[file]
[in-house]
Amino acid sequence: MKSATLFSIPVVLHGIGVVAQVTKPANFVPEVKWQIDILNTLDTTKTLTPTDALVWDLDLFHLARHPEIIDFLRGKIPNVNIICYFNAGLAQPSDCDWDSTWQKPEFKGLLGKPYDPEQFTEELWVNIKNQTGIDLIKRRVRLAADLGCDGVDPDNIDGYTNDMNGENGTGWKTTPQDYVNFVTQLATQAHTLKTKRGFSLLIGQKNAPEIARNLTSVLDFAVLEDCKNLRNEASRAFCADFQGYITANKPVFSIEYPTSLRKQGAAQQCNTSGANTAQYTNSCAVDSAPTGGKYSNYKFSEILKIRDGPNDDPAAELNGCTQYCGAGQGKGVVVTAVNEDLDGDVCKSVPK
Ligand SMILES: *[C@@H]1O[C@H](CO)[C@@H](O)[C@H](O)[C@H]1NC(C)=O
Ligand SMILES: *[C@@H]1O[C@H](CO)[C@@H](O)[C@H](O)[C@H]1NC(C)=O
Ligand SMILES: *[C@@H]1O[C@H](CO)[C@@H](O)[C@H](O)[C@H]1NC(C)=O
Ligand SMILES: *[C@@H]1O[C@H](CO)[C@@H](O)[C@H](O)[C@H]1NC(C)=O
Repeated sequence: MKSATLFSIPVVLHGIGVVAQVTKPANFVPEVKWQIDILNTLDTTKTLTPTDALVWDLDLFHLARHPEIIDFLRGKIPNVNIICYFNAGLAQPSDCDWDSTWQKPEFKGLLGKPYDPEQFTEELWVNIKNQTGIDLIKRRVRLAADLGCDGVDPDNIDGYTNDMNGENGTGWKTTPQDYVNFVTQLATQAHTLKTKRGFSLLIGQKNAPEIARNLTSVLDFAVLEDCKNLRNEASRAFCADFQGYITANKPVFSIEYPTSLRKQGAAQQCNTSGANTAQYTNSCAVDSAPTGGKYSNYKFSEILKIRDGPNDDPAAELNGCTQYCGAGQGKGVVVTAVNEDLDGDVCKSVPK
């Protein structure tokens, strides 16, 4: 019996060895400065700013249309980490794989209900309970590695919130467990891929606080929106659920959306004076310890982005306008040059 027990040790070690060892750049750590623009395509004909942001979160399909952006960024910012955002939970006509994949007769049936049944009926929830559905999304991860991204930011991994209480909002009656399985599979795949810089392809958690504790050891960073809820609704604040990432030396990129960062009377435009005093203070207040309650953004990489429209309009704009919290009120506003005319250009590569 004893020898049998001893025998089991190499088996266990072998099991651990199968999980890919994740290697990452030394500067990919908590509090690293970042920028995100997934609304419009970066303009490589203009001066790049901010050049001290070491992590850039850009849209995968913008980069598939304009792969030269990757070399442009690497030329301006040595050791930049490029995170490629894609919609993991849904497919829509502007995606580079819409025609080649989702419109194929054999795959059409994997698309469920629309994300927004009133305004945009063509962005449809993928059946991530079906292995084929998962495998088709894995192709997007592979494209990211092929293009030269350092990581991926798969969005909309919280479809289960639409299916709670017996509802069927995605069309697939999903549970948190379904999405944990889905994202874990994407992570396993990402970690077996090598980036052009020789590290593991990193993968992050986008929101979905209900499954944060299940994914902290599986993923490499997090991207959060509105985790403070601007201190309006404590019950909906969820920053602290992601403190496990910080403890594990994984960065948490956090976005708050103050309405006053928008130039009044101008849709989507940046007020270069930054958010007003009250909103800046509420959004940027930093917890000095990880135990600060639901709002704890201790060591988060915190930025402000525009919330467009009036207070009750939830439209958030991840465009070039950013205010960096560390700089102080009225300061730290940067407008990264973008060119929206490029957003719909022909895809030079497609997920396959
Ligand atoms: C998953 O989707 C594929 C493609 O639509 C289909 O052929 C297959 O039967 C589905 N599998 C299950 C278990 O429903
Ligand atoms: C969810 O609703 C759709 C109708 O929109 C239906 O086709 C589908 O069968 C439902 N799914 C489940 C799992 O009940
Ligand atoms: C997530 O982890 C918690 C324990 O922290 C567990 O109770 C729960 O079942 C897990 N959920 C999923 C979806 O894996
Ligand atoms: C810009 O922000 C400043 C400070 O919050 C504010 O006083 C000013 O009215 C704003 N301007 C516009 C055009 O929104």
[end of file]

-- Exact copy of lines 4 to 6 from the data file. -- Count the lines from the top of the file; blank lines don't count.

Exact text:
Ligand SMILES: *[C@@H]1O[C@H](CO)[C@@H](O)[C@H](O)[C@H]1NC(C)=O
Ligand SMILES: *[C@@H]1O[C@H](CO)[C@@H](O)[C@H](O)[C@H]1NC(C)=O
Ligand SMILES: *[C@@H]1O[C@H](CO)[C@@H](O)[C@H](O)[C@H]1NC(C)=O